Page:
If you are using Grails, you must be used to the ease with which your integration tests do not have to bother about what other tests are doing in the application database. Grails achieves it by starting a new transaction before each test and rolls it back when the test gets over – whether it passes or fails. So, the actual changes made to data are never written to the database and you are happy to have this isolation between tests, as it allows you to focus one each test independently instead of worrying about side-effects.
But what if the database you used did not support transactions? How do you achieve the same isolation then?
For such a database – Cassandra – it can be achieved by cleaning up after each integration test the data from all the Column Families (tables) that the Keyspace (schema) had (Ability to hook into Grails events made it quite easy). Not every test makes too many changes in the database, so it can work out quite OK – obviously, not as fast as Hibernate + RDBMS combo, but acceptable.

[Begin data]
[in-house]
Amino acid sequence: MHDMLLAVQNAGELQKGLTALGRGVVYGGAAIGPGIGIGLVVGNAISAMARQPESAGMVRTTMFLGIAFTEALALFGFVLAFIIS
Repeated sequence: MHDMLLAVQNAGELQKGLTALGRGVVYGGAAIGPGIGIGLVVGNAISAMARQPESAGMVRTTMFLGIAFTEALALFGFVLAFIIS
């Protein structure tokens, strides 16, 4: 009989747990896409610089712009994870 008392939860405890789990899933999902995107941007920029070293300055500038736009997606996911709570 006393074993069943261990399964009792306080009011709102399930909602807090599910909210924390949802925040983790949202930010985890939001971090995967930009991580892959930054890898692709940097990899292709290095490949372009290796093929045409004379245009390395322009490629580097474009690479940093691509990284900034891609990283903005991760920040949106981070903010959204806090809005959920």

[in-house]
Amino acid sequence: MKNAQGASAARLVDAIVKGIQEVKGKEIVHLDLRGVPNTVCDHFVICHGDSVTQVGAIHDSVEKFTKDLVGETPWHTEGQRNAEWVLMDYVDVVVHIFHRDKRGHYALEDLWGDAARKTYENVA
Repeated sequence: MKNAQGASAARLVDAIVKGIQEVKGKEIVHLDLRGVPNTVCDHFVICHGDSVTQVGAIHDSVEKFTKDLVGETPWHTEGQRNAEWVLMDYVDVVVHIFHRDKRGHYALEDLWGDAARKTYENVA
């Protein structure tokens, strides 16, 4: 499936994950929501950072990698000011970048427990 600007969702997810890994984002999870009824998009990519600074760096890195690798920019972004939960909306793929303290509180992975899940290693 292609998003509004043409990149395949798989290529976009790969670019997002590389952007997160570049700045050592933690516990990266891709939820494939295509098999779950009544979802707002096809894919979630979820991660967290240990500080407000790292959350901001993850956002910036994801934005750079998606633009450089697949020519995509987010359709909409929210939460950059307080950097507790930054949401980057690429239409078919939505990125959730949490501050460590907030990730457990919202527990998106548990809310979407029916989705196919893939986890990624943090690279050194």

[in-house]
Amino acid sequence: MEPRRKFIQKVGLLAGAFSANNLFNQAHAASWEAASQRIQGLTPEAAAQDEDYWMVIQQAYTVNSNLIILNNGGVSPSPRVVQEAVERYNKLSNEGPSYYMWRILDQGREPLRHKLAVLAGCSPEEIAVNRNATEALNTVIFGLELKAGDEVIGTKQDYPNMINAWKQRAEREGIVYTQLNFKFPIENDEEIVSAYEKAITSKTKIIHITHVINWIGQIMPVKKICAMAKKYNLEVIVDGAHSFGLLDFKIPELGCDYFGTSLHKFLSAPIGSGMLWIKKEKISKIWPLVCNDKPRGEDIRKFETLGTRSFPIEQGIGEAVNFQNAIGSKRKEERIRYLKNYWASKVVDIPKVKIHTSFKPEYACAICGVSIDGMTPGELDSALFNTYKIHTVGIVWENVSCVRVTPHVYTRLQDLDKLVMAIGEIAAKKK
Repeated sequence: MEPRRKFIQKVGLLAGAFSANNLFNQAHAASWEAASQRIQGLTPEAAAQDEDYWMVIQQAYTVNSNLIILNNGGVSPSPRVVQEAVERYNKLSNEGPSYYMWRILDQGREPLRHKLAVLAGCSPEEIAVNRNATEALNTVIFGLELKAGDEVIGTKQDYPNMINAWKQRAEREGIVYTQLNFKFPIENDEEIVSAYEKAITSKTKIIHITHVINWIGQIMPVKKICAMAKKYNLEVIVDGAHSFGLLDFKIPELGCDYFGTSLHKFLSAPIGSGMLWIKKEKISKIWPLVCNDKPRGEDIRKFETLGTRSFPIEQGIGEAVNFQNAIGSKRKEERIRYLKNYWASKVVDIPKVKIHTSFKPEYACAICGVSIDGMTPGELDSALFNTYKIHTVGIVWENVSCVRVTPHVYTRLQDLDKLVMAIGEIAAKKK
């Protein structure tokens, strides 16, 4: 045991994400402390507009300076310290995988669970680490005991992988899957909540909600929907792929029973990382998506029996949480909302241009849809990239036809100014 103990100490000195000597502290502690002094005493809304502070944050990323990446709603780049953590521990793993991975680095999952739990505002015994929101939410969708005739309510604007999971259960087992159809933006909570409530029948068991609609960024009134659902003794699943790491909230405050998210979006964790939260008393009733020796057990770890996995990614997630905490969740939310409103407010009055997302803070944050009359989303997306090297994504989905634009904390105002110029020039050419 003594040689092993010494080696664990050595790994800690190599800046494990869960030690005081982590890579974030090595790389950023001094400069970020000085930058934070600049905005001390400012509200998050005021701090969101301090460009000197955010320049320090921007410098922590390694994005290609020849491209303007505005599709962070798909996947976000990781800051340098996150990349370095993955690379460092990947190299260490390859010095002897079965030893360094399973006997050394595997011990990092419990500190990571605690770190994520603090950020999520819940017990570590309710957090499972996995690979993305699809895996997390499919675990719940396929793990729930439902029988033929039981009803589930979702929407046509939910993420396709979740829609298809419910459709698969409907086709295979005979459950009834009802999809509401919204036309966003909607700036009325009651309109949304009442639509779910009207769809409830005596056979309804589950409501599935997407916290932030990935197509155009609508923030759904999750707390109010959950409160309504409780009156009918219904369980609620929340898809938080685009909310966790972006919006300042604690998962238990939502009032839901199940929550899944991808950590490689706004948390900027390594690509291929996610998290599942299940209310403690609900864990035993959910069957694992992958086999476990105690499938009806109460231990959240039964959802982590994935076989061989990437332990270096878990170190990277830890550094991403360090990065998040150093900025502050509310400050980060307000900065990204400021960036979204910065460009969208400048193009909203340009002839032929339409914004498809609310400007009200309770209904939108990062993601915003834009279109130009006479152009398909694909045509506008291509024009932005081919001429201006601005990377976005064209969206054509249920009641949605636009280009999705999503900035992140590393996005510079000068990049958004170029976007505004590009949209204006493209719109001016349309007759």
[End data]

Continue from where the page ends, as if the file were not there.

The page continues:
The steps I used:
- Describe the keyspace and find out all the column families in it
- For each column family you want to clean-up data from:
So, all worked well, but it seemed like too much clean-up work. I looked around and found that Cassandra supported a “truncate” operation, which was sadly missing in Hector API, so I promptly requested for the API gap to be filled. The “truncate” operation was soon made available in Hector API and it cut down our clean-up code from 20-lines of doing range-scans-and-picking-up-keys-to-delete to one-liner “truncate” call.
Over time, the schema grew (more column families, indexes) as well as the application (more integration tests needing more clean-up cycles) and the integration tests that used to finish in seconds started taking many minutes. For some time I doubted that maybe Cassandra upgrades have introduced some new configuration that should be tweaked, but then I measured. To my utmost surprise, it showed that each invocation of the one-liner “truncate” call had started spending 4-5 seconds kind of time in Hector + Cassandra, and in an overall integration tests cycle of 5.5 minutes, 5 minutes were in clean-up and 0.5 in actual tests 🙂
We immediately switched back to olden ways of doing range-scans-and-batch-mutations and here is the difference in overall clean-up time (nearly 75 invocations in the whole integration test phase): 5 minutes vs 0.05 minutes! So, we are happily back to our tests taking 0.55 minute instead of 5.5 minutes!
Please, please do not use Hector + Cassandra’s “truncate” calls frequently to provide your tests a clean DB slate in your Grails / Java applications! Its performance is bad!
Also, sometimes 20 lines of code can be better than a one-liner. 🙂